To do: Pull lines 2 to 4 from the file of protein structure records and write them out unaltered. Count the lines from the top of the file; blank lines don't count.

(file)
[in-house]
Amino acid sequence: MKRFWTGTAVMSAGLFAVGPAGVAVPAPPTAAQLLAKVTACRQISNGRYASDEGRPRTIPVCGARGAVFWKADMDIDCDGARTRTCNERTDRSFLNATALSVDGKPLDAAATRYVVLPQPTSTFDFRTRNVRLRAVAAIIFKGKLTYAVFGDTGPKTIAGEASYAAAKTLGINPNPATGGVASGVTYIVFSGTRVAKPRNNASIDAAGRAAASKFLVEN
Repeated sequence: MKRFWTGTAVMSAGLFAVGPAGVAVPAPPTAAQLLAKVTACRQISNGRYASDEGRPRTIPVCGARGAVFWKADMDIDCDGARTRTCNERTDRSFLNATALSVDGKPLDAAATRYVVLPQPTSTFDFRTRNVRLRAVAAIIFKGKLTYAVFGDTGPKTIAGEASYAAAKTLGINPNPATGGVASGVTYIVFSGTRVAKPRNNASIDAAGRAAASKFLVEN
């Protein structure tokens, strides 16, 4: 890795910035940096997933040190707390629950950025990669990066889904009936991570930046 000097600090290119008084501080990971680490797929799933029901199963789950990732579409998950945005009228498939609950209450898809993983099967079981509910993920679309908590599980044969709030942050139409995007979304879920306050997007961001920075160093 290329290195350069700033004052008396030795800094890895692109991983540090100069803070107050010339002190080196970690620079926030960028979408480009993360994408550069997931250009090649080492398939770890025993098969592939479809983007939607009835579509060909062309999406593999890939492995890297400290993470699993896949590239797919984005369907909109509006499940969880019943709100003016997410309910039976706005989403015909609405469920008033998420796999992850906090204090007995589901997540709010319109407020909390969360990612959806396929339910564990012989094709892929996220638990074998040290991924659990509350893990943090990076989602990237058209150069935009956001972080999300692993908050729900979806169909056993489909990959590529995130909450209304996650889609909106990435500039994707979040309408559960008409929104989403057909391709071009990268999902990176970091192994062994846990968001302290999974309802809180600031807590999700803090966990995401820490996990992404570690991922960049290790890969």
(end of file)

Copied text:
Amino acid sequence: MKRFWTGTAVMSAGLFAVGPAGVAVPAPPTAAQLLAKVTACRQISNGRYASDEGRPRTIPVCGARGAVFWKADMDIDCDGARTRTCNERTDRSFLNATALSVDGKPLDAAATRYVVLPQPTSTFDFRTRNVRLRAVAAIIFKGKLTYAVFGDTGPKTIAGEASYAAAKTLGINPNPATGGVASGVTYIVFSGTRVAKPRNNASIDAAGRAAASKFLVEN
Repeated sequence: MKRFWTGTAVMSAGLFAVGPAGVAVPAPPTAAQLLAKVTACRQISNGRYASDEGRPRTIPVCGARGAVFWKADMDIDCDGARTRTCNERTDRSFLNATALSVDGKPLDAAATRYVVLPQPTSTFDFRTRNVRLRAVAAIIFKGKLTYAVFGDTGPKTIAGEASYAAAKTLGINPNPATGGVASGVTYIVFSGTRVAKPRNNASIDAAGRAAASKFLVEN
């Protein structure tokens, strides 16, 4: 890795910035940096997933040190707390629950950025990669990066889904009936991570930046 000097600090290119008084501080990971680490797929799933029901199963789950990732579409998950945005009228498939609950209450898809993983099967079981509910993920679309908590599980044969709030942050139409995007979304879920306050997007961001920075160093 290329290195350069700033004052008396030795800094890895692109991983540090100069803070107050010339002190080196970690620079926030960028979408480009993360994408550069997931250009090649080492398939770890025993098969592939479809983007939607009835579509060909062309999406593999890939492995890297400290993470699993896949590239797919984005369907909109509006499940969880019943709100003016997410309910039976706005989403015909609405469920008033998420796999992850906090204090007995589901997540709010319109407020909390969360990612959806396929339910564990012989094709892929996220638990074998040290991924659990509350893990943090990076989602990237058209150069935009956001972080999300692993908050729900979806169909056993489909990959590529995130909450209304996650889609909106990435500039994707979040309408559960008409929104989403057909391709071009990268999902990176970091192994062994846990968001302290999974309802809180600031807590999700803090966990995401820490996990992404570690991922960049290790890969």